The Funks know that running their dishwasher or turning on a light will cost more at 5
pm than at 10 pm. That’s because they get a color-coded chart every month that breaks
down their energy prices by time block.

“The green here is low. And the green starts at 10 o’clock at night and goes through 1
o’clock the following afternoon. The yellow is medium from 2 to 5 every day. And then
Monday to Friday there’s a high period from 5 to 9. That means stop. I think that’s why
they used red.”

It’s the same concept that makes cell phone minutes cost more during the day. Power
costs more when more people want to use it.

Real Time Pricing can save consumers a lot of money. Peter Funk says his family saves
hundreds of dollars a year by just shifting when they use energy.

“It’s an ongoing savings. We do these things because they make sense economically. We
don’t do it because we’re virtuous, we don’t do it because we’re better than our neighbor.
We just, this is the way we buy electricity because it makes sense.”

Real Time Pricing programs shift around power demand, so fewer people use energy
during peak hours. A Department of Energy study earlier this year estimated that Real
Time Pricing programs could cut peak energy use by about 15%.

That could actually help regions improve air quality and conserve resources by
decommissioning old, polluting power plants. Here’s how.

Most areas have a network of power plants. Usually only a few of those plants – the
newest, cleanest ones – are in use. But when energy demand peaks, the older, less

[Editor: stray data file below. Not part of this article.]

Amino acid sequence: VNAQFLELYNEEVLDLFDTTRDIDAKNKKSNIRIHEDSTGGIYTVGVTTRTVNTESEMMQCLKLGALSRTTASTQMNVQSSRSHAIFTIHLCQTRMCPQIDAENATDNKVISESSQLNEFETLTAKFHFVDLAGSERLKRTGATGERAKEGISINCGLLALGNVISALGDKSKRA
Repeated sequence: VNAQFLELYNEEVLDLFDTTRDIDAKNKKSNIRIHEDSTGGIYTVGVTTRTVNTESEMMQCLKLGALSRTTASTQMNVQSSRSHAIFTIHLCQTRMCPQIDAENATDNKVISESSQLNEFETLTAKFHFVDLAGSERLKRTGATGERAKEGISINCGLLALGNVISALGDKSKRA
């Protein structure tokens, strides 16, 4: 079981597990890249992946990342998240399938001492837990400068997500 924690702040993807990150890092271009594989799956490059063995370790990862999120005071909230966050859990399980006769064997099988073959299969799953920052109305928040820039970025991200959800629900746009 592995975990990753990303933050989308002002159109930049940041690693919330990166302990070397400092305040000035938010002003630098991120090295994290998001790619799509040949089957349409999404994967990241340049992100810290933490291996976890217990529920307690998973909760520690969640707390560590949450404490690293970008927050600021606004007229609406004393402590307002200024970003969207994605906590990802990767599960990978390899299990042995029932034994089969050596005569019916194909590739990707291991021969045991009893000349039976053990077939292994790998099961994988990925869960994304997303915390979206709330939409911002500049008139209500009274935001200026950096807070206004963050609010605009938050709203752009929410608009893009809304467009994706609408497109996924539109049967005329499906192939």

efficient plants kick in. And those plants spew a lot of carbon dioxide and other
pollutants into the air.

“It’s really not the number of power of power plants, but the ones you have to turn on at
critical times.”

Jim Genarro is a New York City councilman. He also chairs the council’s Committee on
Environmental Protection.

He says the plants that kick in when demand peaks are the worst in the system.

“We have a lot of reserve capacity in the city, but these are the older, dirtier plants, and
when you run those at peak capacity, it really means a lot of pollution.”

And Genarro says those plants cost even when they’re not producing energy. The city
has to maintain them all the time so they can switch on when needed. That wastes energy
and resources. It also means there are power plants that are only used a few weeks, or
even days, a year.

If power companies could cut peak energy demand, rarely-used, polluting plants could
become totally unnecessary. And many could be shut down.

For The Environment Report, I’m Samara Freemark.

Related Links

Report Warns Insurers to Face Climate Change

Insurance companies are being urged to face the risks associated with climate change. The world’s oldest insurance market says recent natural disasters have shown the need for new pricing and underwriting models for insurers. The GLRC’s Erin Toner reports:

Transcript

Insurance companies are being urged to face the risks associated with climate change.
The world’s oldest insurance market says recent natural disasters have shown the need
for new pricing and underwriting models for insurers. The GLRC’s Erin Toner reports.


Lloyd’s of London’s new report says the costs of climate change could put insurers out of
business if they don’t make some changes. The report says insurance companies have
been slow to manage the financial risks of emerging threats, such as rising sea levels and
the build-up of greenhouse gases. Rolf Tolle is with Lloyd’s of London.


“You will have maybe certain changes in coverage which is available. You will see
changes in pricing. And you may have for certain, very exposed risks, a situation
that insurance is flatly no longer available.”


Tolle says insurers should take climate change predictions into account when setting
rates, rather than simply relying on historical weather patterns. Last year was the costliest
year ever for the insurance industry – mainly because of hurricanes that hit the U.S.


For the GLRC, I’m Erin Toner.

Related Links